Talking More — But Saying Less — About Rates Looks Smart

Australia’s central bank has jettisoned forward guidance, long a pillar of global policy. Given how unpredictable inflation is, the tactic could pay off. 

Bloomberg
First Published3 May 2024
Talking More — But Saying Less — About Rates Looks Smart
Talking More — But Saying Less — About Rates Looks Smart

It's the policy habit that's proving tough to kick. Despite easy caricatures of central bankers as cautious and dry folks, they have developed a tendency to overshare. Forecasts and deliberations, once the stuff of secrets, now fill the airwaves. Steering economies is as much about what you say as what you do. If ever there was a time to seriously question the wisdom of this philosophy, it's now.

While more information is generally better, the sheer volume of material thrown at the public can be overwhelming — and sometimes counterproductive. What's designed to inform also risks trapping officials when prices or employment develop in unexpected ways. Reserve Bank of Australia Governor Michele Bullock has found a way to avoid this pitfall: Talk more often but say as little as possible. “We’re not ruling anything in and we’re not ruling anything out,” she told reporters after the RBA's board meeting in March. “You’ll get sick of me saying that.”

At first glance, this line seems banal. Absent crisis, central bankers rarely do commit to anything in an unqualified manner. Looked at more closely, this safety-first doctrine appears prudent. Since taking the RBA helm in September, Bullock has seen the Federal Reserve flag interest-rate reductions only to find inflation's retreat stalling and hiring still robust. Fed officials have had to walk back some of that enthusiasm at the cost of upheaval in global markets. The European Central Bank has talked about easing in June, without a clear signal of what comes next.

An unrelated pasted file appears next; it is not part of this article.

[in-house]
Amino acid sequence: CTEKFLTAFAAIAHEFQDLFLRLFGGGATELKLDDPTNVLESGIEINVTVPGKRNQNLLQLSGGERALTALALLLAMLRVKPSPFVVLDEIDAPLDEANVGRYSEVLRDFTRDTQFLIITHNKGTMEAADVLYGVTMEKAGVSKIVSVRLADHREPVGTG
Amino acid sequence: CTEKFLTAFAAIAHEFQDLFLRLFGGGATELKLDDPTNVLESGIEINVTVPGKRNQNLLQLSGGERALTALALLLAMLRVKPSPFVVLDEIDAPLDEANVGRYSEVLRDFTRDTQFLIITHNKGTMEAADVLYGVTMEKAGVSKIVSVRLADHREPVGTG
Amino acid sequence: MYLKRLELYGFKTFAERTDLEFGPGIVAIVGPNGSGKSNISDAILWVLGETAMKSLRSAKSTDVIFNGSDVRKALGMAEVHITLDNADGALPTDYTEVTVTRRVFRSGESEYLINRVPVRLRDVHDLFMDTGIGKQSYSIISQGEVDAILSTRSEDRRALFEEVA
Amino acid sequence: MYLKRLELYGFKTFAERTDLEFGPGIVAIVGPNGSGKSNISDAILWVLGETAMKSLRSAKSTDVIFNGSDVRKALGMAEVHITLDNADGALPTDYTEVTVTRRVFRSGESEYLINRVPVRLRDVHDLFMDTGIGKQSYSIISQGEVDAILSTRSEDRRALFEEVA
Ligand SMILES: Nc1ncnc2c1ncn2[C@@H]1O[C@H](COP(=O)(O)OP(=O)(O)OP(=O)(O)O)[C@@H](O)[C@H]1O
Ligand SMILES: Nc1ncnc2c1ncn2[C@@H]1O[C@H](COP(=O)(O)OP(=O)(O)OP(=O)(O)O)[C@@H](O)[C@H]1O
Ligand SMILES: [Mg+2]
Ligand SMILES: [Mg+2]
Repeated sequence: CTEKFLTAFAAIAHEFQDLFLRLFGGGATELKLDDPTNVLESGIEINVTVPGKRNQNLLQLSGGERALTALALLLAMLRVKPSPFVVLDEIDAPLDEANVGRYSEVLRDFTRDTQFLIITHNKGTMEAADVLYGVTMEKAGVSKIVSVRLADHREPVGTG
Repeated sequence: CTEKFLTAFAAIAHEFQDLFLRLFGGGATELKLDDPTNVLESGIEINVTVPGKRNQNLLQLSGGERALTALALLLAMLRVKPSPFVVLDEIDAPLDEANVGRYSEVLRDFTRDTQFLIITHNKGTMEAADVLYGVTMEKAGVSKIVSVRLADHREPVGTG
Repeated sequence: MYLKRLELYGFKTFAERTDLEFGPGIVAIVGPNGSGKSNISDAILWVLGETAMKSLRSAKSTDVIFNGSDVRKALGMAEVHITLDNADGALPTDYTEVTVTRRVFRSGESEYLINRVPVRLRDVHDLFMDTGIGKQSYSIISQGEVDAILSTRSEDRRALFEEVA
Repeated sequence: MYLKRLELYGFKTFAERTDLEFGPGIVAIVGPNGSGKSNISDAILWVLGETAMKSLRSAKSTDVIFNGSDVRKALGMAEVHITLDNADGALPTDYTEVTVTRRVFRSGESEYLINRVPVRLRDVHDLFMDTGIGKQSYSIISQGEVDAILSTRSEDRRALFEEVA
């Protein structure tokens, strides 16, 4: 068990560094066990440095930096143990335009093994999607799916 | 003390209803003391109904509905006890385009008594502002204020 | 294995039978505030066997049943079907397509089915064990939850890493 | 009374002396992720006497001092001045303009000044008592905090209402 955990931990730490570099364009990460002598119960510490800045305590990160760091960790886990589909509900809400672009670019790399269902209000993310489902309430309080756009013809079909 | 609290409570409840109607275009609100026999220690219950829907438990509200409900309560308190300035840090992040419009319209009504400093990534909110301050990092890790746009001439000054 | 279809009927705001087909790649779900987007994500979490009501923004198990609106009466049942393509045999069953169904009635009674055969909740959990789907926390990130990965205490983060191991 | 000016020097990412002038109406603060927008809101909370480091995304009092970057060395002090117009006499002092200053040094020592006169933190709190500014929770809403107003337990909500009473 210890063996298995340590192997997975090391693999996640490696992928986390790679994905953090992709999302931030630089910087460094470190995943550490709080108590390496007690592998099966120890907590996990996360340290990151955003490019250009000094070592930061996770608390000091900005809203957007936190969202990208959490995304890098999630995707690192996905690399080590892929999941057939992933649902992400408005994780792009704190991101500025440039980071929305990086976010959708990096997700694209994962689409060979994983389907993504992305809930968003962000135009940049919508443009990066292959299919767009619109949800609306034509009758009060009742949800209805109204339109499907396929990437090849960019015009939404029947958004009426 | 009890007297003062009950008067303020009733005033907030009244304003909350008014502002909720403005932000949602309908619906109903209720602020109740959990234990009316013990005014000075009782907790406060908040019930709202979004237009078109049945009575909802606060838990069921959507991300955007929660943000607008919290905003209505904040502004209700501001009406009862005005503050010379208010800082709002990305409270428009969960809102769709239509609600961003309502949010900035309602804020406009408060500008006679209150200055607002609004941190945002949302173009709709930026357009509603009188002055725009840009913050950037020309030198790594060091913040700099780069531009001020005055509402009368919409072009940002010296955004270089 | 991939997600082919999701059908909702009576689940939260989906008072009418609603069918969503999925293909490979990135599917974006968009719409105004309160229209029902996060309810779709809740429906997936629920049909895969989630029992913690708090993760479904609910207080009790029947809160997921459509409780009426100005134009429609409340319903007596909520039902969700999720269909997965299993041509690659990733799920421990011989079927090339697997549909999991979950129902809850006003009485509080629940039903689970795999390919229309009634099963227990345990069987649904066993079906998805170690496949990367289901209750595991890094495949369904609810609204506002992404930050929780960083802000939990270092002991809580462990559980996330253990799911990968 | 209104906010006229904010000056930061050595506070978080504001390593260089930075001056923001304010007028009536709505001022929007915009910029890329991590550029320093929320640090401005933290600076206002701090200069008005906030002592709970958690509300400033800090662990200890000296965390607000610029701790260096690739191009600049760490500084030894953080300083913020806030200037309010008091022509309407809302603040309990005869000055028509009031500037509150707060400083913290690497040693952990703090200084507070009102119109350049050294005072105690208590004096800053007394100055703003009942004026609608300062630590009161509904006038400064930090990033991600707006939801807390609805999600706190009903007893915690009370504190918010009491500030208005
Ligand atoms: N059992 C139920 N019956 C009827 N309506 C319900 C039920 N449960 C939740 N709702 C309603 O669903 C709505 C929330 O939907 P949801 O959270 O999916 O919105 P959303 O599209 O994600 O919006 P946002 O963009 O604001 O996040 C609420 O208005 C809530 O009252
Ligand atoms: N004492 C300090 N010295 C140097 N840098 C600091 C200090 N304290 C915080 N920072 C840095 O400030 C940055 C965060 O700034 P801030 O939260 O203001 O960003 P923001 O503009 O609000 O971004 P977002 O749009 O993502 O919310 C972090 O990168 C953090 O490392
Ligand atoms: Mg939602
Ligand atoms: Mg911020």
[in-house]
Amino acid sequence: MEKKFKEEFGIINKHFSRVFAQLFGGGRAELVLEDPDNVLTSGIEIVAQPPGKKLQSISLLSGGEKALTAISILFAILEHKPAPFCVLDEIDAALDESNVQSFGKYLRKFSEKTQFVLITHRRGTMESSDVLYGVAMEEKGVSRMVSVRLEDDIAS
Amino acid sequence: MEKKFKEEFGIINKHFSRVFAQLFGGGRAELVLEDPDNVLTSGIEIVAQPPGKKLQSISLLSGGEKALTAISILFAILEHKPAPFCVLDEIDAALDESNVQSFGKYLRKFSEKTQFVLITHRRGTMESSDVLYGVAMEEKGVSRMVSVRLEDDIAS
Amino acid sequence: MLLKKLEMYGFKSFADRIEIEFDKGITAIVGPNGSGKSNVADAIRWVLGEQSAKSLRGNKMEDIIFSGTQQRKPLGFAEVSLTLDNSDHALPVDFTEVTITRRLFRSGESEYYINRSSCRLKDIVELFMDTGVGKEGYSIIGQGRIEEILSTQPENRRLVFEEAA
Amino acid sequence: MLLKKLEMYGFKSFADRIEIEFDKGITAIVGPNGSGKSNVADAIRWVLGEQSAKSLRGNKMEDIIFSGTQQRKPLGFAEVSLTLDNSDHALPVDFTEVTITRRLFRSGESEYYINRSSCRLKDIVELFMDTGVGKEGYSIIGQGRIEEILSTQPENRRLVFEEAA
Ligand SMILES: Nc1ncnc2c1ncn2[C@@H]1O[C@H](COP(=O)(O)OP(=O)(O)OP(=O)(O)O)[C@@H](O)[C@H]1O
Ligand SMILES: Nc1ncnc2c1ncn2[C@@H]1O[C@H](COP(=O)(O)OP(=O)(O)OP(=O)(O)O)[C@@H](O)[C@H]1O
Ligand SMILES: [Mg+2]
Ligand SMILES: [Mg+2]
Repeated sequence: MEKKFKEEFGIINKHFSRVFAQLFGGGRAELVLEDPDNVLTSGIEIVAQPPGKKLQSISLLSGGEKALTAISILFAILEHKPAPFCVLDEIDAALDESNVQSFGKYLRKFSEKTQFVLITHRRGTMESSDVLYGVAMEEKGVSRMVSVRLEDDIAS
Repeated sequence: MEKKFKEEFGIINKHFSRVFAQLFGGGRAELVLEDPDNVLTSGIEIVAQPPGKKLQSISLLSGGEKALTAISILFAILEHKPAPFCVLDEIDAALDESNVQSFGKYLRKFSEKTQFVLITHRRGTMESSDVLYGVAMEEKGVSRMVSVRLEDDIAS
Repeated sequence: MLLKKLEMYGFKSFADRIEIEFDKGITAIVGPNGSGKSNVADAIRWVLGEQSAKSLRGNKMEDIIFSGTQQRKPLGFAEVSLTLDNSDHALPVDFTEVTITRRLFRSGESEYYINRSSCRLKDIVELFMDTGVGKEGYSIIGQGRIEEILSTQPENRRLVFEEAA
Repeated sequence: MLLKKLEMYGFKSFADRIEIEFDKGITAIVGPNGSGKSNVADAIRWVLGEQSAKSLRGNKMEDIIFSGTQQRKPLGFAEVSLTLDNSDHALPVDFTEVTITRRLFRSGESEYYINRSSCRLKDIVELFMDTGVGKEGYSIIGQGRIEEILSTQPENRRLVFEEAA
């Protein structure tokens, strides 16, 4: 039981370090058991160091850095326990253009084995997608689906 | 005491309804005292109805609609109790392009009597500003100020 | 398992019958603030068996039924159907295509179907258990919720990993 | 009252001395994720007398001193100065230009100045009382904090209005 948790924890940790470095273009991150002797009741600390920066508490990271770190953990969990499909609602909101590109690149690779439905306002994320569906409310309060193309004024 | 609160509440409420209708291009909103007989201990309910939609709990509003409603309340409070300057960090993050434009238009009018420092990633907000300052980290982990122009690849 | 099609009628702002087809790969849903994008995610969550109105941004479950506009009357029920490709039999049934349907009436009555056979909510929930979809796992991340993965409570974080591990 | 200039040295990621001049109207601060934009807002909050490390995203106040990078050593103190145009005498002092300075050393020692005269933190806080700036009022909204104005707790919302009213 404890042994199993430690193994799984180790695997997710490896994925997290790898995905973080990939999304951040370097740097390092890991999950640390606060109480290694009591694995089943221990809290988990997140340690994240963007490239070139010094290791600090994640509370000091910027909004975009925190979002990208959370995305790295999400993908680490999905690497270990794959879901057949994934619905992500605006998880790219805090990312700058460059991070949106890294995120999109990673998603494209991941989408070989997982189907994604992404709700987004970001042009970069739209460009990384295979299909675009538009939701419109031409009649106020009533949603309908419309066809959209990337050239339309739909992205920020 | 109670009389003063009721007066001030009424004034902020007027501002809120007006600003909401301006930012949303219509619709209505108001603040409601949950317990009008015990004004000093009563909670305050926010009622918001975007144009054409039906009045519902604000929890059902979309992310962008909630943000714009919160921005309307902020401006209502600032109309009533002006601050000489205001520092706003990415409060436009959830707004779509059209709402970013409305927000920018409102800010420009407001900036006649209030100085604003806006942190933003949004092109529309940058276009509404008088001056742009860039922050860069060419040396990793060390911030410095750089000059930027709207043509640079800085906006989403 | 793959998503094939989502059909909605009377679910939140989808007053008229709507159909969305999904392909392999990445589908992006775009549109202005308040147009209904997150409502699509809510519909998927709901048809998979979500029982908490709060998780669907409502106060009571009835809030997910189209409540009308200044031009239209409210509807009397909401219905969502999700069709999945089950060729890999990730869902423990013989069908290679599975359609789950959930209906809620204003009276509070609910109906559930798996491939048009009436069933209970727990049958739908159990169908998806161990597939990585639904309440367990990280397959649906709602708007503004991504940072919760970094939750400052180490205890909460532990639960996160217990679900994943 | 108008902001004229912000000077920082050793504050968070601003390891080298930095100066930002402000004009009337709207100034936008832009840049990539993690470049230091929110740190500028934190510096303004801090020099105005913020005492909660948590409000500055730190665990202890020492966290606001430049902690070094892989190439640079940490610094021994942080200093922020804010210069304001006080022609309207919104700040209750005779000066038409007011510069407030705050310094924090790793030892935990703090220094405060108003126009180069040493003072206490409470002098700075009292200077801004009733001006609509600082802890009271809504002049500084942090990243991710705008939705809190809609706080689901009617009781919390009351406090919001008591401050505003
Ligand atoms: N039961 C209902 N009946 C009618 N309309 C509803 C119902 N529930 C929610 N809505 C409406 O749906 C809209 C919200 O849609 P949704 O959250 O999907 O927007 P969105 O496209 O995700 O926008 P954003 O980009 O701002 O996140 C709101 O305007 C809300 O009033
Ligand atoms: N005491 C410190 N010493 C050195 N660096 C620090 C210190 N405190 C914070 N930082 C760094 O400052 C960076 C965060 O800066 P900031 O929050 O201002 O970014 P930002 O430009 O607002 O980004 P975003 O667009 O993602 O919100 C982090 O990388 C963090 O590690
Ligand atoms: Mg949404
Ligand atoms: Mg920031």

The RBA was long averse to the idea of a media briefing to accompany its formal statements. Officials held out as long as they could, to the point where the resistance began to look ridiculous. An independent review recommended some glasnost, and the RBA relented. So Bullock is a reluctant press-conference host. But what of the actual words, given that central bankers almost always leave themselves some escape clause? When she first used the not-ruling-in, not-ruling-out reference, it appeared she was trying to distance herself from her predecessor, Philip Lowe. Lowe became unpopular for the sharp rises in rates that began in 2022.

The rapid tightening was particularly awkward because Lowe projected during the peak of the pandemic that borrowing costs may not have to climb until 2024. There were qualifiers around his remarks, and other monetary chiefs said broadly similar things at around the same time. But nobody was interested in the caveats. In an economy where mortgage rates fluctuate with the official rate, Lowe was hung out to dry by politicians and denied a second term. His successor needed to become the anti-Lowe.

In case there is any doubt, Bullock insisted last month that she won't be giving forward guidance. “Our forecasts are inherently uncertain,” she said. “As we get more data and more information, if it confirms our forecasts then that will be good for us and we will be able to say ‘okay we’re on the right path.’ But if...it doesn’t look like the data is moving in our direction, then we have to consider how to move.”

Bullock's approach may have the added advantage of boring people. Given the RBA's dogged resistance to the idea of press conferences, officials might be pleased if people stop turning up. There have only been two, but already they have a kind of tedious feel to them. Bullock is keen to not leave a trail of comments that can come back to bite her. But not saying very much of anything means that if, and when, the next upheaval hits, hear-no-evil-see-no-evil will be a less tenable position. 

But in the short term, it has some advantages. For months, economists have predicted that the Australian economy will slow sufficiently to allow the RBA to cut rates this year. Recent reports have cast doubt on those projections. Inflation came in faster than expected in the first quarter and employment remains buoyant. Bullock is probably glad she hasn't committed to much of anything. There's nothing to walk back.

The governor has abandoned a tenet of monetary practice by jettisoning forward guidance. She might just get away with it — and look smart. 

More From Bloomberg Opinion: 

This column does not necessarily reflect the opinion of the editorial board or Bloomberg LP and its owners.

Daniel Moss is a Bloomberg Opinion columnist covering Asian economies. Previously, he was executive editor for economics at Bloomberg News.

/opinion

This article was generated from an automated news agency feed without modifications to text.

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